Stouffer starts as EPA's CTO

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Debra Stouffer began work this week as the Environmental Protection Agency's first chief technology officer. She is based out of the EPA's Office of Environmental Information (OEI).

Stouffer arrived at the agency after a short stint at the Office of Management and Budget, where she led the Enterprise Architecture Program Management Office.

At EPA, Stouffer will be responsible for architecture projects, investment review improvements, project management implementation for information technology programs and new uses of technology, according to Kim Nelson, EPA chief information officer and OEI assistant administrator.

"One of OEI's top priorities is to align EPA's business and data architecture with that of the federal government's as we move forward with our projects and those under the president's management agenda for e-government," Nelson said in a statement today.

OMB tapped Stouffer in January to manage a thorough assessment of all overlapping IT systems and programs across government, according to Mark Forman, OMB's associate director of IT and e-government.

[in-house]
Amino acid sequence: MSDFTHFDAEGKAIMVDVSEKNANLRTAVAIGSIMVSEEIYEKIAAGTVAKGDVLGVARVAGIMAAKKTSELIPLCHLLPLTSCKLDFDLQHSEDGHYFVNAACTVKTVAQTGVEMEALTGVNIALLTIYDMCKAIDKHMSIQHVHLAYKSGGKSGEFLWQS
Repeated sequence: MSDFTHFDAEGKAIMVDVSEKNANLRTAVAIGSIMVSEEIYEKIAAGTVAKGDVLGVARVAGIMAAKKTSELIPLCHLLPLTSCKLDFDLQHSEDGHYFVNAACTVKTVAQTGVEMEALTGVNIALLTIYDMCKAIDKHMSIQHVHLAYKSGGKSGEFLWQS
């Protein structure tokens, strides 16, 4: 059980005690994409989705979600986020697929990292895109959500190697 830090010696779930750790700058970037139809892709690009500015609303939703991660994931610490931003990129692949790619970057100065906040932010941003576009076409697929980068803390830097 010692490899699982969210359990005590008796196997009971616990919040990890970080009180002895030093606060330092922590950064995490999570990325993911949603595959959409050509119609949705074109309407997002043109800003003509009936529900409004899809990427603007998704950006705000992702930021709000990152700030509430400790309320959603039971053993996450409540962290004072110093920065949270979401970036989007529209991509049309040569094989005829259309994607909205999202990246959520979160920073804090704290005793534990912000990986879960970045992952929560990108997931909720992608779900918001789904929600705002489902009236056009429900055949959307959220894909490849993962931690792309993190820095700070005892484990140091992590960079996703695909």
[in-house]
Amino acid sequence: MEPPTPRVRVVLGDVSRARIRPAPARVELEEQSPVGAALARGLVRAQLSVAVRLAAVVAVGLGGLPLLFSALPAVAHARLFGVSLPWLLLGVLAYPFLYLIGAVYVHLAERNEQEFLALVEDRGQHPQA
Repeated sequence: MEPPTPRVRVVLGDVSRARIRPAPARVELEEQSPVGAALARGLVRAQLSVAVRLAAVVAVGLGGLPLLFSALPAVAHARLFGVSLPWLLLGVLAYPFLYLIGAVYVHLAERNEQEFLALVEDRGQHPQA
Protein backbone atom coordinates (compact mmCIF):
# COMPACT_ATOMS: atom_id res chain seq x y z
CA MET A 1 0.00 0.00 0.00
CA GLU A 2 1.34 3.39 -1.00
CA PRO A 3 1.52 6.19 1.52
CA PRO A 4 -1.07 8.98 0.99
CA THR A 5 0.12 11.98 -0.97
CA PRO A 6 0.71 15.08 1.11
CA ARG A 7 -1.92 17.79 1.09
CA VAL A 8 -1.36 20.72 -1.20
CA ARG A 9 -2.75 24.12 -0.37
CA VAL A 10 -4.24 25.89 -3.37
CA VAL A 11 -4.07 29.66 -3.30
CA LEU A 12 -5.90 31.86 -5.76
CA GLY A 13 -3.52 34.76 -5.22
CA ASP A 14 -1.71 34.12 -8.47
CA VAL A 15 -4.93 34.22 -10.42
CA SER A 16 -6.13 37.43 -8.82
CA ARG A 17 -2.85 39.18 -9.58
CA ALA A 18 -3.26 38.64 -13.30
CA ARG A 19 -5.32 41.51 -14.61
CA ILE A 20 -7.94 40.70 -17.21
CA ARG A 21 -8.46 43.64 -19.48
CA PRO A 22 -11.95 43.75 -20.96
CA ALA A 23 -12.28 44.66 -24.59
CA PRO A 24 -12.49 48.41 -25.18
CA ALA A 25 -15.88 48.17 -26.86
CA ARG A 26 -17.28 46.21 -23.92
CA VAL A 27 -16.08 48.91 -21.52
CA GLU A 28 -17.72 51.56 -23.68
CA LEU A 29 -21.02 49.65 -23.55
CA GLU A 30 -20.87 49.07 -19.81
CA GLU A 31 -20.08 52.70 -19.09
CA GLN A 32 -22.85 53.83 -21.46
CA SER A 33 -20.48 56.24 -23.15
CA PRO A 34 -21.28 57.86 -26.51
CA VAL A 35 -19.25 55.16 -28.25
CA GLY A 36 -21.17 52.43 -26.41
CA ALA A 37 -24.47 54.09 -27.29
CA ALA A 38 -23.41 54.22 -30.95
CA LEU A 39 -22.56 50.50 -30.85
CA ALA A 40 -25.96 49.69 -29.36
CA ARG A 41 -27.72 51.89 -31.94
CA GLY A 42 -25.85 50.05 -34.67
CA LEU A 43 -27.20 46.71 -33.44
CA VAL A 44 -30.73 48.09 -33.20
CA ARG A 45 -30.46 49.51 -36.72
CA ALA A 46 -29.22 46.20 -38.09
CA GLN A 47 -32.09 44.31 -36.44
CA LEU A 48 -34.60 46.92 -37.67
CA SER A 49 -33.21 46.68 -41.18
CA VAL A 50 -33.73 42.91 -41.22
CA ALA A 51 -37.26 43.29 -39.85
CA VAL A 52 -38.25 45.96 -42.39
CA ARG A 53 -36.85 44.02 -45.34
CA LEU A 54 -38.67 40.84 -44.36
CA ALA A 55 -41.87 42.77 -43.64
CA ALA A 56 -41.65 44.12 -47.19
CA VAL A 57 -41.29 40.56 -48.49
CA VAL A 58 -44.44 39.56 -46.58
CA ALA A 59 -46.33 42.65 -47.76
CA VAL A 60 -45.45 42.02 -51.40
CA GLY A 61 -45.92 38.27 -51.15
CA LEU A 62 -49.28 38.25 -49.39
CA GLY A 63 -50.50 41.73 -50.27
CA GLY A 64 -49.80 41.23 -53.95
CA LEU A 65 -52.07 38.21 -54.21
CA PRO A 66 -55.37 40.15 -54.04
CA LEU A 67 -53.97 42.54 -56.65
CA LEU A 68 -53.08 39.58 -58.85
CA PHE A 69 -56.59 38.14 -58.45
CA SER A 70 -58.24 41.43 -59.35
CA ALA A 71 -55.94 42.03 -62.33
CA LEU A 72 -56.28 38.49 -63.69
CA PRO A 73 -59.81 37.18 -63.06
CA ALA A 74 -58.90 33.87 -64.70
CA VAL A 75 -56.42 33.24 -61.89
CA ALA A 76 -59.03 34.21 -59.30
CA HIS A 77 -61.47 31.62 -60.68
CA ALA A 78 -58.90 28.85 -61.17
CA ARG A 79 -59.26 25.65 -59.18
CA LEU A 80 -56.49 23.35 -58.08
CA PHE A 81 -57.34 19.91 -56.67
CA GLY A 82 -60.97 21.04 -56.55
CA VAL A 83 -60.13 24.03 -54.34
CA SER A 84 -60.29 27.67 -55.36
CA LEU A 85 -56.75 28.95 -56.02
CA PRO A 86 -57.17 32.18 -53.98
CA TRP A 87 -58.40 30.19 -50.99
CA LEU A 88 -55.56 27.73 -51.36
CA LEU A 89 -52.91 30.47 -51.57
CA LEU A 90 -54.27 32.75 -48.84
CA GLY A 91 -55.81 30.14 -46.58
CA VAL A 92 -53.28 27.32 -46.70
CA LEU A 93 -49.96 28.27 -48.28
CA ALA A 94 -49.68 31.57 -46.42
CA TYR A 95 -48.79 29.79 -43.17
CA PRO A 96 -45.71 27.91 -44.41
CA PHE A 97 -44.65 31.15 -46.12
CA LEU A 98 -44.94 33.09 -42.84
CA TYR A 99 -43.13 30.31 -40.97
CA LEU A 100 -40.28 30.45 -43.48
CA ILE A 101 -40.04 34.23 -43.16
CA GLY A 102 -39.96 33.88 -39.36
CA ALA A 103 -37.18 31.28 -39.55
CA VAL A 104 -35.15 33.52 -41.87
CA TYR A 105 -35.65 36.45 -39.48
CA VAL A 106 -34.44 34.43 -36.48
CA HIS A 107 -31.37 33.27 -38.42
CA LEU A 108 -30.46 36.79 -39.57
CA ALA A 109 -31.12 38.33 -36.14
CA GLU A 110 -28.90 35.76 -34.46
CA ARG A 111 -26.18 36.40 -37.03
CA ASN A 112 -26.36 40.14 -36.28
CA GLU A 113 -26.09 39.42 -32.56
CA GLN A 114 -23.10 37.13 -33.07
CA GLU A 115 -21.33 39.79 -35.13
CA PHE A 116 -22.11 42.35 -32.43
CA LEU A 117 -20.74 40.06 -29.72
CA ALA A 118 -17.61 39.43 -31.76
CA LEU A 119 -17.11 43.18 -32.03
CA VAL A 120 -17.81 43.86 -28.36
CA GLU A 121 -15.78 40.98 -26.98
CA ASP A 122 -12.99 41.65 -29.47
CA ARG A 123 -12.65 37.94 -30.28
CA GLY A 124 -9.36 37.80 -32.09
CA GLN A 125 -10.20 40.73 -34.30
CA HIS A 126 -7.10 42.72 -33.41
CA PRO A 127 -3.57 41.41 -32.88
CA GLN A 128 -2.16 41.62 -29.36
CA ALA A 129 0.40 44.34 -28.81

While there on temporary detail, she collaborated with Norman Lorentz, OMB's first CTO. OMB hired Lorentz the same month it brought Stouffer on board to identify and coordinate the technology needed to support e-government initiatives and the Office of Homeland Security.

Before joining the EPA, she served as deputy chief information officer at the Department of Housing and Urban Development. Stouffer directed HUD's effort to create the Enterprise Architecture Management System, which has enabled the agency to take a departmentwide view of its IT use.

She also integrated enterprise architecture into management structures at other agencies through her leadership role on the CIO Council.

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